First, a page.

“I believe our greatest joy is found through the gospel of Jesus Christ, which explains our origin as spirits, the creation of the world, our purpose in mortality, and our destiny in eternity,” he said.

Explanations of the plan of salvation—in addition to important doctrines of the gospel—are often described by the word “joy.”

BYU President Kevin J Worthen speaks at commencement exercises at Brigham Young University in Provo on August 13, 2015. Photo by Laura Seitz, Deseret News.

“The gospel’s assurance of a continued, embodied existence after this life illuminates our understanding of the ultimate joy of creativity. … Surely our greatest eternal joy will be in the creativity that lives beyond this mortal life and gives joy after the Resurrection and throughout all eternity. …

“Treasure and enlarge your family connections,” he said. “Cherish and use your opportunities for creativity in eternal marriage. And value your friendships and opportunities for service, for those efforts can also be eternal.”

Drawing from the example of when a Samaritan woman met Jesus at the well, Elder Oaks encouraged listeners to draw from the “well of water springing up into everlasting life.”

“On this graduation day, it is appropriate to think of your education and your degree as implements that can draw water from a deep well,” he said. “You can use those implements to satisfy thirst and other earthly desires for yourself and those dependent upon you. On occasion, they can also be used to provide earthly support for the Savior and His work and His servants. But we must never forget what the Savior told the Samaritan woman: ‘Whosoever drinketh of this water shall thirst again.’ Only from Jesus Christ, the Lord and Savior of this world, can we obtain the living water whose partaker shall never thirst again, in whom it will be ‘a well of water springing up into everlasting life.’”

President Worthen reminded graduates to “do what you are.”

Paige Hollingsworth and her friend, Kathryn Christensen, chat after Hollingsworth's graduation from Brigham Young University in Provo on August 13, 2015. Hollingsworth received a bachelor of arts in dance. Photo by Laura Seitz, Deseret News.

“The world will often teach us that we are what we do,” he said. But rather than being defined by what they do, President Worthen encouraged graduates to “view our jobs—even their entire lives—as a calling and to choose our jobs and how we fulfill them by determining who we are.”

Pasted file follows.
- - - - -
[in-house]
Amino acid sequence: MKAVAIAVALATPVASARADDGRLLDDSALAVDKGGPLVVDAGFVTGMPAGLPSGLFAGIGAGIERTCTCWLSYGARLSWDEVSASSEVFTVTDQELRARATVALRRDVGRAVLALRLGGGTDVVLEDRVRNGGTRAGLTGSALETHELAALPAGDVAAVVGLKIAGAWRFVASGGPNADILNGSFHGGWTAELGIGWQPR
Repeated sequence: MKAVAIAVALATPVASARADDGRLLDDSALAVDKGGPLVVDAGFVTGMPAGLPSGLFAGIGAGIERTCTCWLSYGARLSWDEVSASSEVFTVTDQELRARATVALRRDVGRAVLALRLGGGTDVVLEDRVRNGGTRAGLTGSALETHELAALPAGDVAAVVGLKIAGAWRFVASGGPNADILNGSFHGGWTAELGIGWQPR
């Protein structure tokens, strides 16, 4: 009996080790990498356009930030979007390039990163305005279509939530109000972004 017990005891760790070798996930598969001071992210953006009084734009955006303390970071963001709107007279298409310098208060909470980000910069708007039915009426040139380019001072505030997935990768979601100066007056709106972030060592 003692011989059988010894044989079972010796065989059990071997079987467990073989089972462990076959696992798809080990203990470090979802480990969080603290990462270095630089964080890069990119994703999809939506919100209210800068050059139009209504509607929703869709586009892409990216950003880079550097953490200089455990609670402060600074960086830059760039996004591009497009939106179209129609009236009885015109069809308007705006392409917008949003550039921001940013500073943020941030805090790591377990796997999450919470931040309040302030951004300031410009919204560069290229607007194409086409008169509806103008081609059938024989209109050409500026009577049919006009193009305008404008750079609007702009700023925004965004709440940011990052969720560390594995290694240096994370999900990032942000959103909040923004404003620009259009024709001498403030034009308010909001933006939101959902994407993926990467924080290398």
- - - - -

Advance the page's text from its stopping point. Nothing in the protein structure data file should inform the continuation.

Brigham Young University’s class of 2015 leaves the Marriott Center after commencement exercises in Provo on August 13, 2015. Photo by Laura Seitz, Deseret News.

“I urge you to consider this concept as you move ahead with your lives because who you are is extraordinary—beloved sons or daughters of heavenly parents with a divine nature and destiny,” he said. “And as a result of who you are—and who you can become—you can have a profound impact on those around you, not only in your jobs but also in your communities and, most importantly, in your homes.”

Mary Bonham waves to family before commencement exercises at Brigham Young University in Provo on August 13, 2015. Bonham received a master of linguistics degree. Photo by Laura Seitz, Deseret News.

During his remarks, President Nelson spoke of Dr. Doty and his work, for which he earned a honorary degree.

“Doctor Doty is regarded throughout the globe as the premier teacher of cardiac surgery,” President Nelson said of Dr. Doty. “His textbooks are used by specialists throughout the world.” In addition to his academic scholarship, President Nelson spoke of the great missionary service Dr. Doty gave as he—for nine years—directed the medical needs of missionaries for the Church.

Brigham Young University’s class of 2015 leaves the Marriott Center after commencement exercises in Provo on August 13, 2015. Photo by Laura Seitz, Deseret News.

“No one could be more deserving,” President Nelson said.

Graduates recognized come from 47 states, one territory, and 38 foreign countries. Other speakers during commencement exercises included Terry R. Seamons, president of the BYU Alumni Association, and Beth Black Peacock, a student speaker.

Dr. Donald B. Doty receives an honorary doctorate degree of science and Christian service at commencement exercises at Brigham Young University in Provo on August 13, 2015. Photo by Laura Seitz, Deseret News.